Can the Distress Thermometer be improved by additional mood domains? Part II. What is the optimal combination of Emotion Thermometers?
Article first published online: 18 MAR 2009
Copyright © 2009 John Wiley & Sons, Ltd.
Volume 19, Issue 2, pages 134–140, February 2010
How to Cite
Mitchell, A. J., Baker-Glenn, E. A., Park, B., Granger, L. and Symonds, P. (2010), Can the Distress Thermometer be improved by additional mood domains? Part II. What is the optimal combination of Emotion Thermometers?. Psycho-Oncology, 19: 134–140. doi: 10.1002/pon.1557
- Issue published online: 27 JAN 2010
- Article first published online: 18 MAR 2009
- Manuscript Accepted: 31 JAN 2009
- Manuscript Revised: 15 DEC 2008
- Manuscript Received: 2 OCT 2008
- depression distress thermometer;
- diagnostic accuracy;
Purpose: To examine the added value of an algorithmic combination of visual-analogue thermometers compared with the Distress Thermometer (DT) when attempting to detect depression, anxiety or distress in early cancer.
Methods: We report Classification and Regression Tree and logistic regression analyses of the new five-domain Emotion Thermometers tool. This is a combination of five visual-analogue scales in the form of four mood domains (distress, anxiety, depression, anger) as well as need for help. 130 patients attending for their first chemotherapy treatment were assessed. We calculated optimal accuracy for each domain alone and in combination against several criterion standards.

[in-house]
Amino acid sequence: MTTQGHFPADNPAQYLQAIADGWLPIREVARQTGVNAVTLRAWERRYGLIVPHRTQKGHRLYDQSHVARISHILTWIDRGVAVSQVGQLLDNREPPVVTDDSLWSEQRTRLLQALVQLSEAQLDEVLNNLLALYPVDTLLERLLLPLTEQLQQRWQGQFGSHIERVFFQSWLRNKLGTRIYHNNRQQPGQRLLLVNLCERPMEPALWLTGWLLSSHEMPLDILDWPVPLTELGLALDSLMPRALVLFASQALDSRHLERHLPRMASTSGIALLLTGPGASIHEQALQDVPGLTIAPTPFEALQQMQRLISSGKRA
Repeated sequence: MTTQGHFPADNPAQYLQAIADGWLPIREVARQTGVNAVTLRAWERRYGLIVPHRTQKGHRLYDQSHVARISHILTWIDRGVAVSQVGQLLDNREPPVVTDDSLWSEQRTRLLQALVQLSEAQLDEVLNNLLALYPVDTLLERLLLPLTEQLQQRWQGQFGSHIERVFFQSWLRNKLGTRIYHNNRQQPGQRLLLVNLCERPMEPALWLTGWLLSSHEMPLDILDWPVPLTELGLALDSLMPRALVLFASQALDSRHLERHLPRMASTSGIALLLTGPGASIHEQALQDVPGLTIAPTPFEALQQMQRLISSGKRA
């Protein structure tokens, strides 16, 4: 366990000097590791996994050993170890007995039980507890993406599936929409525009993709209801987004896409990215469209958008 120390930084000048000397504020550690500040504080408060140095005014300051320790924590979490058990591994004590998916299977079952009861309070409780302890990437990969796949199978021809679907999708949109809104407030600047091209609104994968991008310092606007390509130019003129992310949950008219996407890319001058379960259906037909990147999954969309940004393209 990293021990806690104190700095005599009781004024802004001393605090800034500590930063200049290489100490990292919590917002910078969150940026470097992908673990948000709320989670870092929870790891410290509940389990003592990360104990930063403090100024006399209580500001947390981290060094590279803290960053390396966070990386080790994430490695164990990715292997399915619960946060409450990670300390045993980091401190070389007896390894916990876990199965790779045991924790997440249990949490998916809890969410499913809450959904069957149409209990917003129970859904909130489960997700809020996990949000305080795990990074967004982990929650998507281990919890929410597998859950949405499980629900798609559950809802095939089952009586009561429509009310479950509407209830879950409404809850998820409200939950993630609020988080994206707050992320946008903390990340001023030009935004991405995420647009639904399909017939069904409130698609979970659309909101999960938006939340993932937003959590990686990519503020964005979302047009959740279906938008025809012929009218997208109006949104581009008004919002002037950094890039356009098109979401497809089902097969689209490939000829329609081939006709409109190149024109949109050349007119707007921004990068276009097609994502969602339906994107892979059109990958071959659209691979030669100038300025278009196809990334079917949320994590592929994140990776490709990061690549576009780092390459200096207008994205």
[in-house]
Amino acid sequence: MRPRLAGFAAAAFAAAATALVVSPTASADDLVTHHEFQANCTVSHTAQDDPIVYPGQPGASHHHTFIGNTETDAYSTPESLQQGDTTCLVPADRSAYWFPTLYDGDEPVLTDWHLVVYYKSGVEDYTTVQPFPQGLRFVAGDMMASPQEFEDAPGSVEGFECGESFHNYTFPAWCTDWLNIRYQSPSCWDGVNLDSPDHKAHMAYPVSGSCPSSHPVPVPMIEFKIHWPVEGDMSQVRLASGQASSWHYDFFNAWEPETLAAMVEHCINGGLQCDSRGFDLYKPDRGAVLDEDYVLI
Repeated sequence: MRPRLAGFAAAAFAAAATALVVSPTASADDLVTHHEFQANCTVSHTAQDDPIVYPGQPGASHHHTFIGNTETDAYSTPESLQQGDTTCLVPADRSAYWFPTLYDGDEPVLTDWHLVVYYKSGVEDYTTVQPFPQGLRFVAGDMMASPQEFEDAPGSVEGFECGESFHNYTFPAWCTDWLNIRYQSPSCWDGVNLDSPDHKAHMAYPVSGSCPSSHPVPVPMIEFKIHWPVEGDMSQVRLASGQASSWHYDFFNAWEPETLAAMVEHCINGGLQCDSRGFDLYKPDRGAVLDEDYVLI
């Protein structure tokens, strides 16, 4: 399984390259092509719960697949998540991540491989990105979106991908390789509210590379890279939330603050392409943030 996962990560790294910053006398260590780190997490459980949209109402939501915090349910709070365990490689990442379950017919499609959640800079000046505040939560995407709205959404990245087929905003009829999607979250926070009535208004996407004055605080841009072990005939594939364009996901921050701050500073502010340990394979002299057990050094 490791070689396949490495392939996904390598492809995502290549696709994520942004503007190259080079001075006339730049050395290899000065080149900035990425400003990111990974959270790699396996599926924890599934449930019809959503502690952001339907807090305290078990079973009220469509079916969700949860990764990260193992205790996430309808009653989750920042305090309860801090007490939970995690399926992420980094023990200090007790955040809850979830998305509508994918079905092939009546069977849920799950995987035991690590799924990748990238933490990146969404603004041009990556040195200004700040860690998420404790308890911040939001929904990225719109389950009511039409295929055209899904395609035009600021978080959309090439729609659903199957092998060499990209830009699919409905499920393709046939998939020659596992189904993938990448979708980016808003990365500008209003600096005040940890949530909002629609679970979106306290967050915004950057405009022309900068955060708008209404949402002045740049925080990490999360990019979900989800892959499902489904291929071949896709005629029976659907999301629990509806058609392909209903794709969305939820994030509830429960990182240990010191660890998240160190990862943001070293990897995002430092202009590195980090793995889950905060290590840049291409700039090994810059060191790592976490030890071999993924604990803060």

Results: When attempting to diagnose depression the Depression Thermometer (DepT) used alone was the optimal approach, but when attempting to detect broadly defined distress or anxiety then a combination of thermometers was most accurate. The DepT was significantly more accurate in detecting depression than the DT. For broadly defined distress a combination of depression, anger and help thermometers was more accurate than the DT alone. For anxiety, while the anxiety thermometer (AnxT) improves upon the DT alone, a combination of the DepT and AnxT are optimal. In each case the optimal strategy allowed the detection of at least an additional 9% of individuals. However, combinations are more laborious to score. In settings where the simplest possible option is preferred the most accurate single thermometer might be preferable as a first stage assessment.
Conclusion: The DT can be improved by specific combinations of simple thermometers that incorporate depression, anxiety, anger and help. Copyright © 2009 John Wiley & Sons, Ltd.